Veteran Hong Kong journalist Henry Parwani dies aged 67
Veteran Hong Kong journalist Henry Parwani died suddenly at his home in Jardine's Lookout on Tuesday night, aged 67.
His wife Rita, who was by his side, said Parwani had a heart condition but it had been under control. He felt unwell at about 7pm. An hour later he experienced shortness of breath and his condition deteriorated rapidly until he collapsed in his wife's arms shortly after 9pm.
Parwani joined the Hong Kong Standard in the 1960s as a reporter before he was hired by The Star, the city's first English-language tabloid newspaper, which had launched in 1965.
He then started the now- defunct tabloid The Sun, and later returned to the Standard in the mid-1980s to take over as executive editor.
Parwani later branched out into media relations, and was recruited by tycoon Richard Li Tzar-kai as a senior executive to help run satellite channel Star TV.
He had worked with Macau's Government Information Services for the past decade, and continued to contribute to journalism until his death.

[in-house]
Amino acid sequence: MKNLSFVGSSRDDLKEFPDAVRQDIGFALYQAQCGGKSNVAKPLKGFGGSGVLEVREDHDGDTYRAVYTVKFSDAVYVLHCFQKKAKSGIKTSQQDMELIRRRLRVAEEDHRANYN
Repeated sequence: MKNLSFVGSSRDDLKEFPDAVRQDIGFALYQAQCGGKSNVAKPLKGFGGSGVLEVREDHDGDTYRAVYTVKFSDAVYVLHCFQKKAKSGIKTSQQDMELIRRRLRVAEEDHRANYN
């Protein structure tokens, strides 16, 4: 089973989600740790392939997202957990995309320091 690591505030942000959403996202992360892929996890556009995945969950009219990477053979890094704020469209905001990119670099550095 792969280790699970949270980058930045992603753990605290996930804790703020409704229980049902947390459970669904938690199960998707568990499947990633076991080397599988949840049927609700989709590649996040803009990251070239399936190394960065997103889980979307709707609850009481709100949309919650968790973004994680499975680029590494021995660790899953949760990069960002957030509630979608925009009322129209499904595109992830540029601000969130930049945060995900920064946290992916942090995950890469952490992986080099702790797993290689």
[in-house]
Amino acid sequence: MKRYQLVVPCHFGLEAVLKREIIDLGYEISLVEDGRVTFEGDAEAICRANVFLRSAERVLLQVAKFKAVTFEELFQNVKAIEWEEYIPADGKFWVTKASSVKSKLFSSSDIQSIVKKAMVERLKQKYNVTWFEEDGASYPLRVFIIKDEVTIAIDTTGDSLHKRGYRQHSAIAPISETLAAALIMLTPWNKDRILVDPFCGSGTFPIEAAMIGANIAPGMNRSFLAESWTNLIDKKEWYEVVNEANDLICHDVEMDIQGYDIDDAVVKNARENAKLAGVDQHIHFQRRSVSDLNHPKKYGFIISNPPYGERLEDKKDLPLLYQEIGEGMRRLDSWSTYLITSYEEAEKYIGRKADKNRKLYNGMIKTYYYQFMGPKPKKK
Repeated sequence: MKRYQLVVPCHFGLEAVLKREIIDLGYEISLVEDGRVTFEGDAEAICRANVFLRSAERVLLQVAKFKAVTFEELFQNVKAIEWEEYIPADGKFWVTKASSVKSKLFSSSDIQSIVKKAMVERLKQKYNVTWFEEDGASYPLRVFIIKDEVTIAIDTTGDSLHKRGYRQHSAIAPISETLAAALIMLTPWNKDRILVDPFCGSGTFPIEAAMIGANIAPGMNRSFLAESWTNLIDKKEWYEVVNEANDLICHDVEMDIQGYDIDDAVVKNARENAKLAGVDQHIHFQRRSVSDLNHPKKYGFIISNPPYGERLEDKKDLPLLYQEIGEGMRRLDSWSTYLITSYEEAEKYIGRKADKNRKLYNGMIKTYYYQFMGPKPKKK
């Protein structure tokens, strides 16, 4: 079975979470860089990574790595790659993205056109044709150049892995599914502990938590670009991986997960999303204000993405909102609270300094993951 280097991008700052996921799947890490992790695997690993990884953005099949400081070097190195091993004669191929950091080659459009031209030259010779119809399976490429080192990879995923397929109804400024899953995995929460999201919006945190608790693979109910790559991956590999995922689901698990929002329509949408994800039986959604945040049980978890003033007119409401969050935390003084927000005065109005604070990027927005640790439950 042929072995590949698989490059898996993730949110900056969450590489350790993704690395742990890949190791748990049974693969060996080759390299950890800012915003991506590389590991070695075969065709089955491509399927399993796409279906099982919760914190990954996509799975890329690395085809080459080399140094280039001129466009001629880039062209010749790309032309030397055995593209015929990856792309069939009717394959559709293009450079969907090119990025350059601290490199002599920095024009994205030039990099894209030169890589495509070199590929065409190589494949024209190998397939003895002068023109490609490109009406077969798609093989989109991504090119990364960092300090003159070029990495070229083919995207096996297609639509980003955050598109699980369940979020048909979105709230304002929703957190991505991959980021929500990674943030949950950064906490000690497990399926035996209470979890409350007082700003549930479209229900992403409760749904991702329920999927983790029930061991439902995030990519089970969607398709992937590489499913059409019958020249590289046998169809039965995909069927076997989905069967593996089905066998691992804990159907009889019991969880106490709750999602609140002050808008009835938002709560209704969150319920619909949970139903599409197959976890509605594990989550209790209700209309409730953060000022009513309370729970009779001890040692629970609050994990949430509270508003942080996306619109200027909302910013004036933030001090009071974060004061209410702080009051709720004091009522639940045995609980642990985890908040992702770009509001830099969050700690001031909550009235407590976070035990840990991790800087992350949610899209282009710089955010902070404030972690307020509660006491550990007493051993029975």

In his heyday, Parwani was an award-winning journalist who became famous in 1973 for exclusively reporting the death of martial arts legend Bruce Lee in the flat of an actress. He was also credited with coining the phrase "sandwich-class housing" which has now become part of the official lexicon.
"We were reporters people loved to hate, but learned to respect, some of them the hard way,' Parwani told the Post more than a decade ago. "We were the public watchdog, we exposed problems, and we changed laws."
His many friends and former colleagues paid tribute to him yesterday, recalling his winning personality, sense of humour and passion for his work.
Parwani is survived by his wife Rita, daughter Audrey, son-in-law Nick, and grandson Aiden.